We must remember, we are the created, not the Creator. No matter how self-reliant we think we are, our very existence is dependent upon Christ. “If he should set his heart to it and gather to himself his spirit and his breath, all flesh would perish together, and man would return to dust,” (Job 34:14-15). “For by him all things were created, in heaven and on earth, visible and invisible, whether thrones or dominions or rulers or authorities – all things were created through him and for him. And he is before all things, and in him all things hold together,” (Colossians 1:16-17). We owe all that we are and all that we have to God. Without Him we are nothing but dust. We have no shape, no form, no life. Jesus said, “Apart from me you can do nothing,” (John 15:5).
We are not only dependent on God for our existence, but God made us to be dependent upon one another, to live in community, and for those who believe in Him, to become the body of Christ. “For just as the body is one and has many members, and all the members of the body, though many, are one body, so it is with Christ,” (1 Corinthians 12:12). No matter how independent we try to be, we need other people. When I am sick, I need a doctor. When my house catches fire, I need the fire department. The fire department would not exist without the collective community paying taxes. The myriad of examples that could be provided here to demonstrate just how interdependent we all are on one another could fill a whole book and then some! We need each other. As the body of Christ, we cannot survive without one another. We have to let go of the idea that this life is all about us because God created us for a purpose so much greater than ourselves. God formed us intimately with His hands and gave us the breath of life so we might know Him, love Him, and as a result of His great love for us, love others and live for the good of others.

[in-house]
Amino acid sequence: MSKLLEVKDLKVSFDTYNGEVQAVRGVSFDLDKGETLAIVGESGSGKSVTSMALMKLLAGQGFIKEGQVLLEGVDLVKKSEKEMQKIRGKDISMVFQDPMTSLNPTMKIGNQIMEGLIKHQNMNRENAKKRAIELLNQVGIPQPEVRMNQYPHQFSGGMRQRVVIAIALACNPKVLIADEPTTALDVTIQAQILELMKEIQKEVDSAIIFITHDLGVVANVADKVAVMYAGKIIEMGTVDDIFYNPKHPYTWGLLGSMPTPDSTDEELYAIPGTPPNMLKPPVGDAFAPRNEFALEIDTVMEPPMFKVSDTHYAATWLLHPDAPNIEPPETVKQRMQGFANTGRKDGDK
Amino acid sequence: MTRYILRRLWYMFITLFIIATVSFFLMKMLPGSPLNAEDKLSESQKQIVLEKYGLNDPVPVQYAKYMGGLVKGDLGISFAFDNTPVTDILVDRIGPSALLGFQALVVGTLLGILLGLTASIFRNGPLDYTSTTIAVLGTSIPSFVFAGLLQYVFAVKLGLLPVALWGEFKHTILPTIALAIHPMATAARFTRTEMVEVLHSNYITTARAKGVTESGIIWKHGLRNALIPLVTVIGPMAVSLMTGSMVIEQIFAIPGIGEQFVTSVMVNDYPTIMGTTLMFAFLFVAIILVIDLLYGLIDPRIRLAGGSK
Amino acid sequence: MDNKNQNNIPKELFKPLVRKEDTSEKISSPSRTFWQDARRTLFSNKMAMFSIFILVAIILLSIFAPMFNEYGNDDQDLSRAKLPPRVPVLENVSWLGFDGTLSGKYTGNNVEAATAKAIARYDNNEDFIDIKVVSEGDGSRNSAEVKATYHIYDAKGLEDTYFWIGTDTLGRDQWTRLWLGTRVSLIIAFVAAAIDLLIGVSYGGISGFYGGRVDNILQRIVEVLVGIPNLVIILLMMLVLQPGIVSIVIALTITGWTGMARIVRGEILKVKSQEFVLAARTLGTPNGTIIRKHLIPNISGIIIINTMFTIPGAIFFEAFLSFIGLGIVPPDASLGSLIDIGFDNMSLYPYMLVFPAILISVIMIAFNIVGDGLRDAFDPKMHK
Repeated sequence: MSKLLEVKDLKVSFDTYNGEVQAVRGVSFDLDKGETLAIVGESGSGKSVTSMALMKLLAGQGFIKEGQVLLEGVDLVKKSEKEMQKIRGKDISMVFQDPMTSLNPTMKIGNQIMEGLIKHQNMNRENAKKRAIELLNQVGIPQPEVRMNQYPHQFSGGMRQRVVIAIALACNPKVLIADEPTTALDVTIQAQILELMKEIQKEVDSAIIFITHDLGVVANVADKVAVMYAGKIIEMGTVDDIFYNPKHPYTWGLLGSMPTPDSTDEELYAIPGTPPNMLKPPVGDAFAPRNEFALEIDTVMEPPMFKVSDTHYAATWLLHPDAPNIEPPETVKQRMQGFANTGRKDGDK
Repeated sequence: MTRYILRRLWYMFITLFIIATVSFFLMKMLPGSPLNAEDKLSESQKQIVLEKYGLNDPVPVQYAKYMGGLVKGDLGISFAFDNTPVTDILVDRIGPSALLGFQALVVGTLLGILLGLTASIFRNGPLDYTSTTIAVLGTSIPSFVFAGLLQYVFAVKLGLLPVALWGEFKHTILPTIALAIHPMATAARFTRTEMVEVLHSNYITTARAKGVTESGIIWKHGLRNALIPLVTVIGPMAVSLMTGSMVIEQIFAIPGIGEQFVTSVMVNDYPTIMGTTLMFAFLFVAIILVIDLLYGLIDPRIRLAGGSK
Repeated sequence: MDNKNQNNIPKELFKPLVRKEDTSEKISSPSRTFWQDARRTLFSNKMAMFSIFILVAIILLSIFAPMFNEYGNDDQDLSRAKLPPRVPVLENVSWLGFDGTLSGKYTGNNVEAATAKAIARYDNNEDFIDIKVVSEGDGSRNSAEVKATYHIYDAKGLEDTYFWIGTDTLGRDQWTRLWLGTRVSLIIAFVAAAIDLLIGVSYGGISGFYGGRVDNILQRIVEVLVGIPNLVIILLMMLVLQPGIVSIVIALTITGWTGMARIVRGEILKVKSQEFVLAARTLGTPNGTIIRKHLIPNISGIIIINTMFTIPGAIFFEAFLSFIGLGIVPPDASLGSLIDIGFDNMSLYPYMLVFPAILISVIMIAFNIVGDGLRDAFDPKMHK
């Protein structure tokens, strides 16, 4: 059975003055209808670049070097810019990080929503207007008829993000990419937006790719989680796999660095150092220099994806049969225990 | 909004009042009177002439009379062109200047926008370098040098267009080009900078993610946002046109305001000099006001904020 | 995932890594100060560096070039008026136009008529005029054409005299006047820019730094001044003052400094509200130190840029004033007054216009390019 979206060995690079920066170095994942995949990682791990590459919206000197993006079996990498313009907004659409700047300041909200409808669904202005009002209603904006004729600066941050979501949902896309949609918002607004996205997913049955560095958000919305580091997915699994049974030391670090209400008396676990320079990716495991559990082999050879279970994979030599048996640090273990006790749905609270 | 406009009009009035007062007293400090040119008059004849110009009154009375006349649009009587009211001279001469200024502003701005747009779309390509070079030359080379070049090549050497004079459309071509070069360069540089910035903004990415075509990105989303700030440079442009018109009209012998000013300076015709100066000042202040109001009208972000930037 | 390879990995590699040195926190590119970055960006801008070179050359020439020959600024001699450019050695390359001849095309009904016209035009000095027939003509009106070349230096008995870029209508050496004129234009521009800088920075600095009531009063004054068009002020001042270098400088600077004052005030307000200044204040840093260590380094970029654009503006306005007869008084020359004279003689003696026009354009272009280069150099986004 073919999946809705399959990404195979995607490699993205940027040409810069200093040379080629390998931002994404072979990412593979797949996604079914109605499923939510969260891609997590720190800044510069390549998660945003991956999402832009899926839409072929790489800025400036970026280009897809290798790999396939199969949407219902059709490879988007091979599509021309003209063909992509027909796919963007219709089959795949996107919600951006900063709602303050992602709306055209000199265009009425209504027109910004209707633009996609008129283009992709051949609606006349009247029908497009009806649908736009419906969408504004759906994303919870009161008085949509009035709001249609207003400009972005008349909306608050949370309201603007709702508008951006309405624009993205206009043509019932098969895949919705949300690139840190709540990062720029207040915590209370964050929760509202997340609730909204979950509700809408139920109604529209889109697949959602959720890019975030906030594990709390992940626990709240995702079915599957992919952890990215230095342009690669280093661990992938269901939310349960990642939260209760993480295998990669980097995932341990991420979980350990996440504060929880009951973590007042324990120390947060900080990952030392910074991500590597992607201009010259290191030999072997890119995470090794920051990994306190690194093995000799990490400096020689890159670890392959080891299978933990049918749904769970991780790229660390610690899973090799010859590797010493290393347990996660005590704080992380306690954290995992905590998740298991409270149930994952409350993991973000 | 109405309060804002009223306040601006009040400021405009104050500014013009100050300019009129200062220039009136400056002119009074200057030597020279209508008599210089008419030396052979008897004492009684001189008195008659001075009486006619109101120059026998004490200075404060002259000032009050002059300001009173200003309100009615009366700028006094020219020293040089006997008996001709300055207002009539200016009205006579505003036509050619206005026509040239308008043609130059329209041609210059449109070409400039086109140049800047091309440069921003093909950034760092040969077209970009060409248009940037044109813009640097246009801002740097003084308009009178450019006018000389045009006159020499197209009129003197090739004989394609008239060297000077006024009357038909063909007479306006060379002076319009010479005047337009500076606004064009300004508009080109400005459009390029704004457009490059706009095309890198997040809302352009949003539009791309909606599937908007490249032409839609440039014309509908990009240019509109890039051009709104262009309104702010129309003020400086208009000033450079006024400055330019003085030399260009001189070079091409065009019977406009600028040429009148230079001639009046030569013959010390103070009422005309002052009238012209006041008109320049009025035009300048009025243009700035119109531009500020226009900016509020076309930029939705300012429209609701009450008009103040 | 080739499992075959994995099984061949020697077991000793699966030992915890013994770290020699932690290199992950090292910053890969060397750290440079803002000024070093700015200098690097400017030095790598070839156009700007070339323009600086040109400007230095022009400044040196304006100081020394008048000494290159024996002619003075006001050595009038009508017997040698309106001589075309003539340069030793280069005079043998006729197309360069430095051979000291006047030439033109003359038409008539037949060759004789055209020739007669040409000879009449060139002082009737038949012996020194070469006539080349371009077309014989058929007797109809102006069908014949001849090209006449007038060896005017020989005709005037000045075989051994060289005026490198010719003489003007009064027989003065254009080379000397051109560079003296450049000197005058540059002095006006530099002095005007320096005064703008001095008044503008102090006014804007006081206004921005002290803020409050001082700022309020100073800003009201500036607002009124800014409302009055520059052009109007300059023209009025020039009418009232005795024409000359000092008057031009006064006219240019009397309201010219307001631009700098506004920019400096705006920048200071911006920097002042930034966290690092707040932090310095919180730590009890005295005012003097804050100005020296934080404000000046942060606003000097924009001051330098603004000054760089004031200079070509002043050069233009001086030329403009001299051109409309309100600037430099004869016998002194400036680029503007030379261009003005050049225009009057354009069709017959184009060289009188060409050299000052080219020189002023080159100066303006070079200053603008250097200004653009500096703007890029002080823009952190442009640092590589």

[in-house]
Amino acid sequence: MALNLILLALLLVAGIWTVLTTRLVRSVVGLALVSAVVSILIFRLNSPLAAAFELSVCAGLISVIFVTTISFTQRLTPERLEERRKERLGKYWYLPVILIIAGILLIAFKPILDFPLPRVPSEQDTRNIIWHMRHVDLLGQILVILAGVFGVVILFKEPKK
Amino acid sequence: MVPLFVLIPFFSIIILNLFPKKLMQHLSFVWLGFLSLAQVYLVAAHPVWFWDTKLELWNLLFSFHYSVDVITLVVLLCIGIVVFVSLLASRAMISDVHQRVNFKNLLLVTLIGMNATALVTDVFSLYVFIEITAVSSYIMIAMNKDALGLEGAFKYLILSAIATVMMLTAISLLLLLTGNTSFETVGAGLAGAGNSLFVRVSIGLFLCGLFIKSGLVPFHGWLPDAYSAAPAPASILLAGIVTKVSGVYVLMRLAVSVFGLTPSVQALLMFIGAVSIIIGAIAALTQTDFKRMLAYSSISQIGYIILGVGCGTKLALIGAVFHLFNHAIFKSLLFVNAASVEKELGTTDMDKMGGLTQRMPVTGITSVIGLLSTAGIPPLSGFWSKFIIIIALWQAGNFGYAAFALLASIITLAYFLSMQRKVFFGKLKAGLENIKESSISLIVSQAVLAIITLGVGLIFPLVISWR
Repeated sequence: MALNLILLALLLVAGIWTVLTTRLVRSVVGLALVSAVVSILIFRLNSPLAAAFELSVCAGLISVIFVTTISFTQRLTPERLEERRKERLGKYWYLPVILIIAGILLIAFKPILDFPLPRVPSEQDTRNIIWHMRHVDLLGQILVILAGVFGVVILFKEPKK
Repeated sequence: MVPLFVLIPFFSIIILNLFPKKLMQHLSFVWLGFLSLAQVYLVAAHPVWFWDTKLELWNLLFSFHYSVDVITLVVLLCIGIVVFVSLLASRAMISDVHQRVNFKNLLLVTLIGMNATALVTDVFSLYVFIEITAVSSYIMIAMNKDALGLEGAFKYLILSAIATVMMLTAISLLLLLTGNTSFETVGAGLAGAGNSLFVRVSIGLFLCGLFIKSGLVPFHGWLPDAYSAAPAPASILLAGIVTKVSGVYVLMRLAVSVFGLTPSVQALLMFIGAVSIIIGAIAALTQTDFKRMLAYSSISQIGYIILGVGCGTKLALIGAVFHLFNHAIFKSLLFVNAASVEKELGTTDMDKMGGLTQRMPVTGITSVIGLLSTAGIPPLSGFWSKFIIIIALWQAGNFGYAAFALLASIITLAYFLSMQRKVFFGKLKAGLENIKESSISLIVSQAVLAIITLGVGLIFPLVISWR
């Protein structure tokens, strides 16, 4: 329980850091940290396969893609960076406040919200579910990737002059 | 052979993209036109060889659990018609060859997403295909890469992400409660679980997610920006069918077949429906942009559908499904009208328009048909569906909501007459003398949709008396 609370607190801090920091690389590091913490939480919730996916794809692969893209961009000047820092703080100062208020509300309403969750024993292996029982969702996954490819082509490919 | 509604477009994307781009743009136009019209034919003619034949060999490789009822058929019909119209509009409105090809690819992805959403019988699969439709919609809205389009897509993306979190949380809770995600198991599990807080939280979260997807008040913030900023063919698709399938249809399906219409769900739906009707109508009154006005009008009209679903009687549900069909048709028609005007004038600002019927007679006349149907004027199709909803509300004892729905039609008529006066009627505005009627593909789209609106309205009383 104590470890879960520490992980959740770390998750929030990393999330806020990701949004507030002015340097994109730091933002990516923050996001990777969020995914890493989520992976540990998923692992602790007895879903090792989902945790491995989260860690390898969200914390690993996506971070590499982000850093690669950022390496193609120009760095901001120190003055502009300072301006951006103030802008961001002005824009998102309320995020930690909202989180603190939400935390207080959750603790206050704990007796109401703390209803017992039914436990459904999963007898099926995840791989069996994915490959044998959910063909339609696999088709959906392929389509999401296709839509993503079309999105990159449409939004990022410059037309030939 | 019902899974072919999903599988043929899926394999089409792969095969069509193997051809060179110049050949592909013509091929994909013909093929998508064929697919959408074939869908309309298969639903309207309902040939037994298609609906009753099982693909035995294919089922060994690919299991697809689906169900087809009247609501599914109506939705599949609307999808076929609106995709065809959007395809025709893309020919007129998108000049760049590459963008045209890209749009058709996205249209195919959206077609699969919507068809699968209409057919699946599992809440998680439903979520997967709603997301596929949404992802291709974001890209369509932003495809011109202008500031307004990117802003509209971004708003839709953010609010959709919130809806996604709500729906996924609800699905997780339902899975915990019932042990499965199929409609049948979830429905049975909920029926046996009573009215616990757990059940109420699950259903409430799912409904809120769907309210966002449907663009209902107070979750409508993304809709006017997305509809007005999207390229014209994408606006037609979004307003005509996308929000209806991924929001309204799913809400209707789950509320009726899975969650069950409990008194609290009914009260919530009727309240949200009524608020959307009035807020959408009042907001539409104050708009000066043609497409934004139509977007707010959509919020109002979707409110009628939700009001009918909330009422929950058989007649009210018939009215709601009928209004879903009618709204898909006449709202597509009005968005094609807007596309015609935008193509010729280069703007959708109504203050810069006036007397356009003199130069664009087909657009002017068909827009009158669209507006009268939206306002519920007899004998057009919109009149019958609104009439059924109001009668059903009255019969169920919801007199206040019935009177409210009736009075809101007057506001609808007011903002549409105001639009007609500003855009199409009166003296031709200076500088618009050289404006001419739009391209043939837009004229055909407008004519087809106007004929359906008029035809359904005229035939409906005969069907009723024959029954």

“Do nothing from selfish ambition or conceit, but in humility count others more significant than yourselves. Let each of you look not only to his own interests, but also to the interests of others,” (Philippians 2:3-4). What are you trying to do in your own strength apart from God? How can you learn to depend on Him in everything you do? How can you begin today to look beyond yourself and your own agenda and serve the people God has placed within your sphere of influence? How can you live today for a purpose greater than you, greater than anything you could ever imagine?
A single speck of dust can’t do much by itself. However, in the hands of the Master Artist, it can be joined with other specks of dust, pressed and molded together in unity by the Spirit of God, the same Spirit who brings peace, love, hope, joy, abundant life, and it can become the most beautiful work of art the world has ever seen. In the hands of God, his people, humble and submitted to Him, can become a masterpiece so magnificent, the world can’t help but recognize Jesus as the only true King worthy of all honor and glory and praise.